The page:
Showing posts with label Flintstones. Show all posts
Showing posts with label Flintstones. Show all posts

Sunday, September 20, 2020

The Future Ain’t What it Used to Be

Conveyor belt sidewalks, pneumatic sky shuttles and video screen telephones— These were the assumed luxuries of the years to come in our collective imaginations of years gone by. In some cases our predictions proved to be fortuitously adept. Despite unforeseen technological progress, however, numerous expectations remain unrealized.

In turn-of-the-century France, the popularity of Jules Verne’s science fiction works such as Twenty Thousand Leagues Under the Sea inspired a postcard series projecting life in the year 2000. Through their varied illustrious renderings, the desire for a more conveniently ordered and functional world is evident in every aspect of life from travel, industry, farming, housework, grooming, leisure and education.


These paintings and illustrations are now categorized as ‘retrofuturism’, a term denoting their hopes and fantastic predictions. The term later applied to literary, film and television genres that incorporated the style into narratives for entertainment effect.

Understandably, the artists and the science that they drew on were limited to the existing knowledge and trends of the time. The result was a fascinating combination of logical extrapolation and mysteriously vague yet prescient concepts.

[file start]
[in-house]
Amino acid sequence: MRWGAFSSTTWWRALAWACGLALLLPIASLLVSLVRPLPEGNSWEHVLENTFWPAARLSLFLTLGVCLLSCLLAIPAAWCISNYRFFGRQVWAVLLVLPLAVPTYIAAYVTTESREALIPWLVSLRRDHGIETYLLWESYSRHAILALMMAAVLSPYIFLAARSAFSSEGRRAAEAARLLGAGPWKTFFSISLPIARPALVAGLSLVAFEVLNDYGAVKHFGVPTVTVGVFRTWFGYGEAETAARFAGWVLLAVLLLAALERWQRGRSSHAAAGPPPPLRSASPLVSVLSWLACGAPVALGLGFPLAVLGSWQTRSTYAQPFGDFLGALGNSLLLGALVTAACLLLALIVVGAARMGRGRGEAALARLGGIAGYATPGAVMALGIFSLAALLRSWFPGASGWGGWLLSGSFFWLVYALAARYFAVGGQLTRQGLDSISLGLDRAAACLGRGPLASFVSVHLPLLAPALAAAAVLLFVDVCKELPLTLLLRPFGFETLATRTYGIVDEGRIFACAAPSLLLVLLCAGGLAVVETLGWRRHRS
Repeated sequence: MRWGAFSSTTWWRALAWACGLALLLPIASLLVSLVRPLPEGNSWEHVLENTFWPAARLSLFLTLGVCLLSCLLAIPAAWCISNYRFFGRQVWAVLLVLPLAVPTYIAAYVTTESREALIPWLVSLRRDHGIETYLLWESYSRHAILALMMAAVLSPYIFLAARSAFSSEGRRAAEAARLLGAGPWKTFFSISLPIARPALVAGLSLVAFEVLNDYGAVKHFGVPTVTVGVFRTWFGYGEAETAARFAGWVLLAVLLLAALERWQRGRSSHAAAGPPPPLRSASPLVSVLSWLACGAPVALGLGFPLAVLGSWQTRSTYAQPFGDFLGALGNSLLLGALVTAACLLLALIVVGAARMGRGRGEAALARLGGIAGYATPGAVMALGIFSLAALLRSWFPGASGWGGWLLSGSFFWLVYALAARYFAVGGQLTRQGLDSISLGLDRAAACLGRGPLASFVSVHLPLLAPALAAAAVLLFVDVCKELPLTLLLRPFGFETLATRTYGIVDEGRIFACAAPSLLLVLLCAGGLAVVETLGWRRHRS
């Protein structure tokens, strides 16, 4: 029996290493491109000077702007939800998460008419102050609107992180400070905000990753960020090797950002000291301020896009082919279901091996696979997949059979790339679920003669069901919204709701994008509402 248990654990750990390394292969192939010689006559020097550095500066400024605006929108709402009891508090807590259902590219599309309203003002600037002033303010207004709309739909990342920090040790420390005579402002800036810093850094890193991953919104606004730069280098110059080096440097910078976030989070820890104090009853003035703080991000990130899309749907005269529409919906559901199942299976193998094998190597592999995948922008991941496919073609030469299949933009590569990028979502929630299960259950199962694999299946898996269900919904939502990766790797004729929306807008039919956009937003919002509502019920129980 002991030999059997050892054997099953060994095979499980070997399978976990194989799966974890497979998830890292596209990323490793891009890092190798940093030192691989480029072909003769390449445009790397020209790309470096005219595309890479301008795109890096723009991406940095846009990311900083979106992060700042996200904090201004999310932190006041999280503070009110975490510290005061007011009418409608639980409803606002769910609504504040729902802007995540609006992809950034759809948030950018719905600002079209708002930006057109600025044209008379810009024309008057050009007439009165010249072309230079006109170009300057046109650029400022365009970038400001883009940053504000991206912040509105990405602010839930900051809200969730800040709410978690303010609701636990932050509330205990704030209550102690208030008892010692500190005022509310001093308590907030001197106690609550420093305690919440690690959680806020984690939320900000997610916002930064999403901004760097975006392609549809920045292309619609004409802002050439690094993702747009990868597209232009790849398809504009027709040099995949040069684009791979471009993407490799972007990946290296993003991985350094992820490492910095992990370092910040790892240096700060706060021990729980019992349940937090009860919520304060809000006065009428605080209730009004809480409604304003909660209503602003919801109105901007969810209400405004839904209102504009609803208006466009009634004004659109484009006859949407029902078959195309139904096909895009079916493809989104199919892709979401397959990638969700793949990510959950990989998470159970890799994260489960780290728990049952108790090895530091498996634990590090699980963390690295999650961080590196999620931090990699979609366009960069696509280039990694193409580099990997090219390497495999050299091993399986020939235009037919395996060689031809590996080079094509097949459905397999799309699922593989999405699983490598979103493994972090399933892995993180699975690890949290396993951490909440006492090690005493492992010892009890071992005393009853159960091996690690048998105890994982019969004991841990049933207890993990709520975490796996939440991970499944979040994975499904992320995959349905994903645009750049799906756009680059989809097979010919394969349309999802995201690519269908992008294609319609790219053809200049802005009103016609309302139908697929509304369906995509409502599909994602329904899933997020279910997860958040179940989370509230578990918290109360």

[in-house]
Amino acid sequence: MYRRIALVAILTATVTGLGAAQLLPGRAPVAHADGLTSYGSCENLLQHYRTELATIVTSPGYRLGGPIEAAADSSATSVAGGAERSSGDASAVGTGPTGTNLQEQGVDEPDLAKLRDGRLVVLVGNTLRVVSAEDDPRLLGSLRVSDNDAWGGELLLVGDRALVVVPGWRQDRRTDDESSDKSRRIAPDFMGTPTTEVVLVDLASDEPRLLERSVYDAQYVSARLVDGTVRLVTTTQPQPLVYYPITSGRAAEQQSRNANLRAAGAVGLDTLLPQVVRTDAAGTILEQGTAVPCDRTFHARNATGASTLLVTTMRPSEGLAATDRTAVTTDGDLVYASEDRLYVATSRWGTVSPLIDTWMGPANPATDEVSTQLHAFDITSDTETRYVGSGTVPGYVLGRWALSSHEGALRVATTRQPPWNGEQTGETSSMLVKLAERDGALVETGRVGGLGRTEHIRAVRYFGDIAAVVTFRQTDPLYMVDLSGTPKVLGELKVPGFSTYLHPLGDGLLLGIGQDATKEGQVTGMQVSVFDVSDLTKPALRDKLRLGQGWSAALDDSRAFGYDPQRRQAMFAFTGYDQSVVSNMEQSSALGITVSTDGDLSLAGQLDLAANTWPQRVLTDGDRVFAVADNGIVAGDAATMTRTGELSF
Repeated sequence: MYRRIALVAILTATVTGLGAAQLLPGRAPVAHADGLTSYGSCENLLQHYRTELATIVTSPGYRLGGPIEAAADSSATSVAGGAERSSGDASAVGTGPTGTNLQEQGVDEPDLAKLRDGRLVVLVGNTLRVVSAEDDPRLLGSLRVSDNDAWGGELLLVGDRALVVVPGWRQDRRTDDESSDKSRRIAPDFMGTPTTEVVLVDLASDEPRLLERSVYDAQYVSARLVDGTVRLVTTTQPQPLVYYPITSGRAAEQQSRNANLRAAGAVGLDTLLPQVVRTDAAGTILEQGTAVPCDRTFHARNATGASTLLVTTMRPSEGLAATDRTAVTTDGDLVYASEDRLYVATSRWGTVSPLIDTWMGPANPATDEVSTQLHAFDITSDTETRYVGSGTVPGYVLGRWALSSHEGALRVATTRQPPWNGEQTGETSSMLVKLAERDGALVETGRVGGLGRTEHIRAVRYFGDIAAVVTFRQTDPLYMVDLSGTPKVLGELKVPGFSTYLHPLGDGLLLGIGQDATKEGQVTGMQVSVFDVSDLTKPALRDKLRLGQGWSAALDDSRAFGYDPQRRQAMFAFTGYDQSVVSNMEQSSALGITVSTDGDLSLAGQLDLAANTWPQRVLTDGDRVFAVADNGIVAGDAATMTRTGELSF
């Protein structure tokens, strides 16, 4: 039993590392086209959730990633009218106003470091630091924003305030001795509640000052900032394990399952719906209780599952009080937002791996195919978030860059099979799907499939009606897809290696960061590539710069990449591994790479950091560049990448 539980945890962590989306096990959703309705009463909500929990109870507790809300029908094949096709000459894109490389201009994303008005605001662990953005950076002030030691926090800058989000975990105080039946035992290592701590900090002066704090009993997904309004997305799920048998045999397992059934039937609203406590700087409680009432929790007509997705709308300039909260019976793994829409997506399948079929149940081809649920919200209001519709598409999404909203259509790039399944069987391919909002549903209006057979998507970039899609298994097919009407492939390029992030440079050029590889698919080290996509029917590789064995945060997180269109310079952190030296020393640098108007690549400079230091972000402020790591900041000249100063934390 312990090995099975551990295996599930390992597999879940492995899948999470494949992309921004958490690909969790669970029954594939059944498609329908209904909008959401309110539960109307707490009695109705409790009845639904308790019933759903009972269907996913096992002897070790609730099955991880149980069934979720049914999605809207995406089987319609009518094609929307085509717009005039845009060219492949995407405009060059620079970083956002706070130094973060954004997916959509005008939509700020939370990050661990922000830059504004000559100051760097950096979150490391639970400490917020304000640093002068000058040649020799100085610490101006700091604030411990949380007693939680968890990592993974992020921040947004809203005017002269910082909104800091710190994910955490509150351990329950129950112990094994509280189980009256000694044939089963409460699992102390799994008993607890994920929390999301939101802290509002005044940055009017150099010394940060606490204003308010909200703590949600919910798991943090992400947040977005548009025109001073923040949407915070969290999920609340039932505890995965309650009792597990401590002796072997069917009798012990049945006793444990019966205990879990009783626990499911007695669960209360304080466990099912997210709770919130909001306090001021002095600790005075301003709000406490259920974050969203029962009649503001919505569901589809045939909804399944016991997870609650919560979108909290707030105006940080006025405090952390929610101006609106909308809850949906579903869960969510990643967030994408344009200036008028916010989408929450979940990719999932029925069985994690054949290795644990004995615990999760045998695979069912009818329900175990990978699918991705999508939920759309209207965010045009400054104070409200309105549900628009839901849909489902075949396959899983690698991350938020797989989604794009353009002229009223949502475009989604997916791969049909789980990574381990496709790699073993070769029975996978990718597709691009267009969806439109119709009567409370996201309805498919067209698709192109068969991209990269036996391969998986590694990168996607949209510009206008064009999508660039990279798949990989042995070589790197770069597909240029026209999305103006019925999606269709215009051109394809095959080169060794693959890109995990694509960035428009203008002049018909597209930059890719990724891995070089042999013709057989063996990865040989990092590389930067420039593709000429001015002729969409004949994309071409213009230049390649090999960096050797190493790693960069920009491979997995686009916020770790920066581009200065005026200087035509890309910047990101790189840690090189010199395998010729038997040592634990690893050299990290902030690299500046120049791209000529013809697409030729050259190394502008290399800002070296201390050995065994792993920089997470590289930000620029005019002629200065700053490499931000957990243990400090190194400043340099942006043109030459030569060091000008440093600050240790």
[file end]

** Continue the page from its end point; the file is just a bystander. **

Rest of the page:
For some reason, it was speculated that humans of the future would conduct many of their daily activities underwater, including riding on seahorses and employing whales as public transportation. 

Indeed, the use of prehistoric animals as slave labor was a frequent feature of daily life for television’s Flintstones, something Michael Chichton apparently overlooked in his research for Jurassic Park where he popularized the myth that dinosaurs and man were separated by 65 million years of evolution.

Alarmingly, much of what typifies life in our current era can be glimpsed in obvious ‘prototype’ form in some of these images. Helicopters, cellphones, computers and robots were all imagined here, decades before their proper introduction into the world.

In retrospect, the artwork seen here is a credit to the fervent imaginations of these visionary artists. They represent what innovation, science and creativity have already accomplished as well as the many inventions and possibilities that remain on our horizon.

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Christopher Robinson